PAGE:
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    man about town Markus's Avatar
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    Default Re: How to learn a tune....

    Chris put it well.

    if y
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    man about town Markus's Avatar
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    Default Re: How to learn a tune....

    Chris put it well. There are book with versions, but they vary a bit too.

    One consideration is to avoid learning highly ornamented versions, as these tunes are played quite differently across styles. A simpler version of a tune is more likely to fit more groups.

    Note, John McGann has a book with 5 versions of various fiddle tunes (this is in it) for mandolin that starts with the tune outline and 'straight' versions then a couple variations. I found it useful when I asked a similar question.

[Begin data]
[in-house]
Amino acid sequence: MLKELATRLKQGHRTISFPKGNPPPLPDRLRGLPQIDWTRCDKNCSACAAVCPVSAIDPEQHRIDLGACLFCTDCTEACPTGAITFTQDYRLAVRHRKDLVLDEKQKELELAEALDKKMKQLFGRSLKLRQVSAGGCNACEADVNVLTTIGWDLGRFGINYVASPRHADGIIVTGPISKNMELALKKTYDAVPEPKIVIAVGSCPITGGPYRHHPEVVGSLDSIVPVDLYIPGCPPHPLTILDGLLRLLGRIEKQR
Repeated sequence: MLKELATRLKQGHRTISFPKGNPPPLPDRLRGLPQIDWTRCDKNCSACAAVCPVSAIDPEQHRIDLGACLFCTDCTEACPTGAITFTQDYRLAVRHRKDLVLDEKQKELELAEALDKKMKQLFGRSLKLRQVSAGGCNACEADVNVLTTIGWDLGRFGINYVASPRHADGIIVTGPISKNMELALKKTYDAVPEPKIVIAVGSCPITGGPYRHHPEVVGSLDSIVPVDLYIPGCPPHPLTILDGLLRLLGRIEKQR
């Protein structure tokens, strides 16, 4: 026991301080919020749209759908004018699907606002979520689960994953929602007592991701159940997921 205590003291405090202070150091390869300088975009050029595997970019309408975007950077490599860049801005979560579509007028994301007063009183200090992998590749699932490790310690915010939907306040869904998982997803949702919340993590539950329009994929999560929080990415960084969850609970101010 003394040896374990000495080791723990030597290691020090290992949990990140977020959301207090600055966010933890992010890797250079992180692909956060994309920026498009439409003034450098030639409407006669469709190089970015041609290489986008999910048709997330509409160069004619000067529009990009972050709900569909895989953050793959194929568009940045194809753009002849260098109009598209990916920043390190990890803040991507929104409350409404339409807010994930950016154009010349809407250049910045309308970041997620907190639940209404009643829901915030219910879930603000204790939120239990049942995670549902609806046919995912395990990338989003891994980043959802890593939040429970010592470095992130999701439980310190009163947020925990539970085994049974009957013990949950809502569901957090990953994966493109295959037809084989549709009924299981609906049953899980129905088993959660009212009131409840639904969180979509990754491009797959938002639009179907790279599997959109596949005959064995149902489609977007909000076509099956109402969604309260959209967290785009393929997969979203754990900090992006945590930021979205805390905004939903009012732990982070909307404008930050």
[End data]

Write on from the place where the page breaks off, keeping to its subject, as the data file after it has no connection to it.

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    Registered User Mark Robertson-Tessi's Avatar
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    Default Re: How to learn a tune....

    Another consideration is whether you play (or will play) with other folks in your area. Then it would be best to learn it from someone you might play with so that the versions match up at the jam, etc. If that's not an issue, then pick a favorite version and start with that. Then try a different version, and another, and you'll soon see what the overlap between versions is.

    This might be more info than you want at this point, but every tune has an underlying structure, and with practice you can start separating this structure from the individual variations that people have put onto that skeleton. For example with blackberry blossom, the underlying structure at the beginning is a descending G F# / E D for the first 2 bars. Lots of ways to keep that structure but vary it a little: